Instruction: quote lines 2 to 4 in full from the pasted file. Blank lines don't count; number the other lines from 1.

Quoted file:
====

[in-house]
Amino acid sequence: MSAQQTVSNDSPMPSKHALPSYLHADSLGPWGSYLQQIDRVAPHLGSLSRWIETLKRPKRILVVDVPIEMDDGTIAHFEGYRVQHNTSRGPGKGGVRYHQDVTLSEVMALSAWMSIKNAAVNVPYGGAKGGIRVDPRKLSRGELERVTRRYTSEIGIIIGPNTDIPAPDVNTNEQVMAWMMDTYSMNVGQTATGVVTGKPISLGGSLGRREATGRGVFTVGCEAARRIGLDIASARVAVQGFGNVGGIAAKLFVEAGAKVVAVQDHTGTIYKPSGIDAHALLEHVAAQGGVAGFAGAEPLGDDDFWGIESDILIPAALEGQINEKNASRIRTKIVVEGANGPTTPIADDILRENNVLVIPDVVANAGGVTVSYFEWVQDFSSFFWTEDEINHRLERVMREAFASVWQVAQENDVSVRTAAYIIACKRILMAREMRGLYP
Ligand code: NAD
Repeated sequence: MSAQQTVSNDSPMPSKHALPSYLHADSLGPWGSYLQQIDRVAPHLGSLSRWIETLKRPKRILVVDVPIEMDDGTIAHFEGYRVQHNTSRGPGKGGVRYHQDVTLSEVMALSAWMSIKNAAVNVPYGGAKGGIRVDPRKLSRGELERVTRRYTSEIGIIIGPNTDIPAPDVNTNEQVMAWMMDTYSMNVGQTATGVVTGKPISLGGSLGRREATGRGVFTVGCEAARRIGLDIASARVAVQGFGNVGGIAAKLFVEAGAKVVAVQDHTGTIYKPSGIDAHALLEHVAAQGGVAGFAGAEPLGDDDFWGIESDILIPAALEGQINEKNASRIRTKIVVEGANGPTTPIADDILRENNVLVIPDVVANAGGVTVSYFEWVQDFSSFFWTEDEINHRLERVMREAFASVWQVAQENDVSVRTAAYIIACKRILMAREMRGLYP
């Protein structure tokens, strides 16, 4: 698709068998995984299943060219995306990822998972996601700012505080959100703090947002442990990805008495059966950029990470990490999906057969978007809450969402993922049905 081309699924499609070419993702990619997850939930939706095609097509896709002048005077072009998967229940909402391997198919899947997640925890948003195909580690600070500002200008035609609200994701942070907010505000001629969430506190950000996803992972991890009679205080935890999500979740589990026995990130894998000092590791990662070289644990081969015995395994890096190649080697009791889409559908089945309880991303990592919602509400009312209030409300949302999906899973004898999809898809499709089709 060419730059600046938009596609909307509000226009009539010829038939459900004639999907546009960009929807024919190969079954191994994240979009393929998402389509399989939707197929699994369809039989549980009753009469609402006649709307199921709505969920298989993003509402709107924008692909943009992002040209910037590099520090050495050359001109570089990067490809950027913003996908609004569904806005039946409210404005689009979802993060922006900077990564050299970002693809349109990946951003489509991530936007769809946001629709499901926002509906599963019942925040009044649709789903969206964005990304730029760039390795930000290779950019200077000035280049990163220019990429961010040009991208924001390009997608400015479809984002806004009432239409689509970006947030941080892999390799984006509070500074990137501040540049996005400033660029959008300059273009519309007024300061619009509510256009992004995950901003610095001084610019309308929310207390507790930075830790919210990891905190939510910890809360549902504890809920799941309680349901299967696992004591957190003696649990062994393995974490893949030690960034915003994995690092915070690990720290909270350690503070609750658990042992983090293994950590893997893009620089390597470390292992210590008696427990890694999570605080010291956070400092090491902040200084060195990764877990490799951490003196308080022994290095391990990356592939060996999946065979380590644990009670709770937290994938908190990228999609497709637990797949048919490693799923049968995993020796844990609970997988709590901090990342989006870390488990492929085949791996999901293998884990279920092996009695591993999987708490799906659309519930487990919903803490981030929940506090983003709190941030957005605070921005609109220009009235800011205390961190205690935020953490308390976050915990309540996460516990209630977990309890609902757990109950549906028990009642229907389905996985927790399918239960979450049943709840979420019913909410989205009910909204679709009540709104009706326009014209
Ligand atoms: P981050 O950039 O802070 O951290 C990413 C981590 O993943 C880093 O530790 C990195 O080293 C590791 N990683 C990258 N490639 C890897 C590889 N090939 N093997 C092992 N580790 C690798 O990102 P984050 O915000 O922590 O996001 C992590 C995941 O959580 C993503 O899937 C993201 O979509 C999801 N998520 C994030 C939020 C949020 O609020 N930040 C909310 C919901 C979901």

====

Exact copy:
Amino acid sequence: MSAQQTVSNDSPMPSKHALPSYLHADSLGPWGSYLQQIDRVAPHLGSLSRWIETLKRPKRILVVDVPIEMDDGTIAHFEGYRVQHNTSRGPGKGGVRYHQDVTLSEVMALSAWMSIKNAAVNVPYGGAKGGIRVDPRKLSRGELERVTRRYTSEIGIIIGPNTDIPAPDVNTNEQVMAWMMDTYSMNVGQTATGVVTGKPISLGGSLGRREATGRGVFTVGCEAARRIGLDIASARVAVQGFGNVGGIAAKLFVEAGAKVVAVQDHTGTIYKPSGIDAHALLEHVAAQGGVAGFAGAEPLGDDDFWGIESDILIPAALEGQINEKNASRIRTKIVVEGANGPTTPIADDILRENNVLVIPDVVANAGGVTVSYFEWVQDFSSFFWTEDEINHRLERVMREAFASVWQVAQENDVSVRTAAYIIACKRILMAREMRGLYP
Ligand code: NAD
Repeated sequence: MSAQQTVSNDSPMPSKHALPSYLHADSLGPWGSYLQQIDRVAPHLGSLSRWIETLKRPKRILVVDVPIEMDDGTIAHFEGYRVQHNTSRGPGKGGVRYHQDVTLSEVMALSAWMSIKNAAVNVPYGGAKGGIRVDPRKLSRGELERVTRRYTSEIGIIIGPNTDIPAPDVNTNEQVMAWMMDTYSMNVGQTATGVVTGKPISLGGSLGRREATGRGVFTVGCEAARRIGLDIASARVAVQGFGNVGGIAAKLFVEAGAKVVAVQDHTGTIYKPSGIDAHALLEHVAAQGGVAGFAGAEPLGDDDFWGIESDILIPAALEGQINEKNASRIRTKIVVEGANGPTTPIADDILRENNVLVIPDVVANAGGVTVSYFEWVQDFSSFFWTEDEINHRLERVMREAFASVWQVAQENDVSVRTAAYIIACKRILMAREMRGLYP